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Using Social Media to Benefit Your Job Search

Using social media

Do you have an online presence? A Facebook page, LinkedIn account, personal website, blog, or other social media account? It might sound strange, but not having online accounts could be hurting your job search.

You could assume that having no social footprint is a better option: if there’s nothing to find, there’s nothing that can negatively impact your job search. However, this off-the-grid strategy sends an entirely different message to employers. Does this applicant lack tech skills? Do they have poor knowledge of how today’s world communicates?

Today’s employers are recruiting online and when they receive applications, they’re following up with an online search to learn out more about you. Bottom line: social media accounts give you a big opportunity to shine.

Your online accounts can boost your chances of landing a job by giving employers more positive information about you that goes above and beyond your resume and cover letter. Online accounts can speak to your character, your communication skills, your industry ties and knowledge, your work history, education goals, and personal interests.

So how can you boost your chances of having an online presence work to your advantage?

 
Your LinkedIn Profile

At the very least, each job seeker should have a professional LinkedIn account.If there’s only one account you put your time and effort into, make this the one. A LinkedIn account is like an online resume which may also include photos, documents, presentations, videos, course work, skills, volunteer work, education and more.

In addition, one of the most powerful tools that LinkedIn offers is the ability to connect and network with colleagues and peers. These connections are vital! Not only will you be able to find and make connections to hiring managers of jobs you’d love through LinkedIn, you’ll also be visible to recruiters looking for specific skills, talents and experiences.

Finally, following companies and individuals as well as posting comments on industry related posts is an important aspect of networking and displaying your strong interest, commitment, knowledge and communication skills.

 
Facebook

Your Facebook account can be fun, but it could be something that you’ll want to keep professional or private. Research the privacy settings on Facebook and make sure that your posts, comments, and photos, if too controversial or private, are kept private so that they don’t negatively affect your job search.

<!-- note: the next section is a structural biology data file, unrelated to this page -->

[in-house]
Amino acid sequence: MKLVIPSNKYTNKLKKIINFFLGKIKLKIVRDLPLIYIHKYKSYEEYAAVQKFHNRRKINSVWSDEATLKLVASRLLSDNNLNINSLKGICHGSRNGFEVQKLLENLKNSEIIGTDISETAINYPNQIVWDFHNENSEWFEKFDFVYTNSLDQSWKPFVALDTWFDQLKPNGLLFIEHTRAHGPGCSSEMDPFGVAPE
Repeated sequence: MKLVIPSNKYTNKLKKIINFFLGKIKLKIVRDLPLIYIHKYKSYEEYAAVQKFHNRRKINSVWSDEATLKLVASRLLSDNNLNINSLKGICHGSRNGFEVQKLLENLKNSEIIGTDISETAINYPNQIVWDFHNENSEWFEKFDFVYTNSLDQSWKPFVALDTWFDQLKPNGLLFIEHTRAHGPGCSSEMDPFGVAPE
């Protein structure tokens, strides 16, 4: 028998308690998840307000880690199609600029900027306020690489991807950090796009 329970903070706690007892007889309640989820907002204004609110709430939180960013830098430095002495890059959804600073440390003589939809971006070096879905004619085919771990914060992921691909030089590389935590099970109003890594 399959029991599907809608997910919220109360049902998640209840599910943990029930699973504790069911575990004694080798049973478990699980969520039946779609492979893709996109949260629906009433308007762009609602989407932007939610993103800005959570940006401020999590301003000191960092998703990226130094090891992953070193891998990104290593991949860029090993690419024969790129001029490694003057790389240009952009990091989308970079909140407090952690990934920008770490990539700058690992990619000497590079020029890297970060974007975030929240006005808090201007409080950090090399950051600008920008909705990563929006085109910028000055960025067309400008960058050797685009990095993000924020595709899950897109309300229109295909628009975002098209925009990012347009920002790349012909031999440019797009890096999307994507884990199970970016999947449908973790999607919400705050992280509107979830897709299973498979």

If you’re looking for a job that requires you to use social media on a daily basis, having an open profile showcasing your professional use of the tool could be a better option. Make sure you know what face you want to present to employers and use your privacy settings accordingly.

 
Instagram, Twitter, Blogs, and more!

If you have other social media accounts, these too will need to be kept private or professional as you see fit. If a job that interests you requires writing or blogging, a professional blog makes sense. If it doesn’t, you may not want your personal blog, Twitter, or Instagram account found by employers. Again, use discretion in how you use your accounts and determine what purpose they serve.

 
about.me

A short and sweet professional about.me page could be a benefit to you during a job search. About Me is like an online business card, with a bit more information and pizazz. Creating a compelling professional summary and including links to other social media accounts that highlight you may be just the way to help employers find out more about who you are and what you can do. Consider About Me your online hub, directing employers where you’d like them to go.

 
Professional Website or Portfolio

It may be appropriate to have a professional website or portfolio where employers can learn even more about you. In other words, a place where you’ve curated your best work and are proactive in making sure you’re in control of what employers see.

In addition to your LinkedIn profile, your website could feature information about your skill set, ability to communicate, as well as share examples of your professional work such as documents, images, presentations, videos and more.

Ask employers to review your site as part of your resume or cover letter. This will give you another opportunity to showcase your skills and accomplishments that goes above and beyond the limited space on these essential first impression materials. Don’t let a chance like this go to waste! If it’ll help your job search and give employers concrete examples of what you can do, take advantage!

 
Know Your Status

Your online presence can either hinder and hurt or benefit and highlight who you are. Make sure you know what your online presence is saying about you!

Is it saying that you couldn’t be bothered to create an online presence and are unfamiliar with today’s technology and communication? Are your social media profiles saying controversial or private things you wouldn’t want an employer to know? Or are your accounts working for you, promoting your skills and accomplishments by showcasing real life examples of what you can do?

Before you begin your job search, make sure you know your online status and use that knowledge to your advantage to wow a hiring manager and land a job you’ll love.  

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